Buying in can mean workers consider the organization part of themselves. In many cases, employees not only get on board with a company’s stated mission, but also the culture, and feel like they share values with the organization.
But while many workers buy in to the companies they work for when they’re first hired, some people find their enthusiasm fades. Several factors can lead to a loss of buy-in, like when workers believe companies fail to live up to their values or feel there’s an uneven exchange between employee and employer
These days, jobs are less and less about pure security and safety needs, and more and more about identity and belonging needs and even self-actualization.
Employers and potential workers expect to share the same core values. Indeed, research shows workers increasingly value working for mission-driven companies, whose causes they care for.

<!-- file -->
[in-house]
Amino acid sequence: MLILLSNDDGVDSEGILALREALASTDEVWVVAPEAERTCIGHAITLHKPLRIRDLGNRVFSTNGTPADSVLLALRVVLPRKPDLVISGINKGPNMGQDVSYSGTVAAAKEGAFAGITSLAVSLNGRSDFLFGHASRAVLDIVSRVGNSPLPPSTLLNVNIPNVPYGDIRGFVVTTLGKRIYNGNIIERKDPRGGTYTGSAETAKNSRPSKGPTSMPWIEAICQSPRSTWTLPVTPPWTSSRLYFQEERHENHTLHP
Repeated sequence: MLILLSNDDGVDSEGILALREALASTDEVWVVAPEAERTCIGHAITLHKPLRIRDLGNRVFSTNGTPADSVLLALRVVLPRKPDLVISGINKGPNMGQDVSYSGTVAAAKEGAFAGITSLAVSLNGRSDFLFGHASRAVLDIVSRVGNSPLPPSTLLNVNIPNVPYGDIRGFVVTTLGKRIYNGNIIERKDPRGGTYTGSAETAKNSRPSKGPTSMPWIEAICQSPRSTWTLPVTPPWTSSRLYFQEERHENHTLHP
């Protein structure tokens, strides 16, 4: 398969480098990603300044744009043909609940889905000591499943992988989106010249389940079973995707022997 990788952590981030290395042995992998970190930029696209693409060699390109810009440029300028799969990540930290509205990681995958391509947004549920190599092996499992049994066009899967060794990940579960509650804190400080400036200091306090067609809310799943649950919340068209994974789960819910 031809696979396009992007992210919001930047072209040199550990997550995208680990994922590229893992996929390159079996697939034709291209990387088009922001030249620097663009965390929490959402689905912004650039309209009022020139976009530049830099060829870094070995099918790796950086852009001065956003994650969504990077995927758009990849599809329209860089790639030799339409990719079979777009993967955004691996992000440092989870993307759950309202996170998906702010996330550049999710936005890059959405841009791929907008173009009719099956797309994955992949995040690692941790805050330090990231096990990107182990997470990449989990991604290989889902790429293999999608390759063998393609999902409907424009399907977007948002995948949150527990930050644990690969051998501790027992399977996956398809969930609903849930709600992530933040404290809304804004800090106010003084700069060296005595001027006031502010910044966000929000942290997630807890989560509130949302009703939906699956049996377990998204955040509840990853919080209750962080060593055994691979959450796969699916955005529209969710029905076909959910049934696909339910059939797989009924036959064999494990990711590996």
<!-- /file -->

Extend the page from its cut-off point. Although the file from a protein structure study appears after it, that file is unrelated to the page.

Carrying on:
Many workers do see the work they do as meaningfully contributing to their company’s overall mission. And as an increasing number of companies advertise themselves as mission-based to attract talent, especially in dense industries, employee buy-in has become a major part of some corporate cultures.
Buy-in can also help an employee emotionally navigate potential turmoil during their tenure, something particularly prevalent in start-ups and creative industries.: People hate uncertainty and in order to tolerate that, you have to really believe that it's there for a reason and that you’re doing it for a reason.
As you start to doubt your company’s mission or think it's hypocritical, the impacts on your motivation are astounding. Without this motivation, employees are far less likely to receive recognition or promotions for their work.
Distinguishing between acceptable and unacceptable expectations of buy-in from companies is a very individualized decision. If you don't actually buy in but still stick to your work, it is possible to get ahead – it just won't be as personally rewarding
❤️ Brainstash Inc.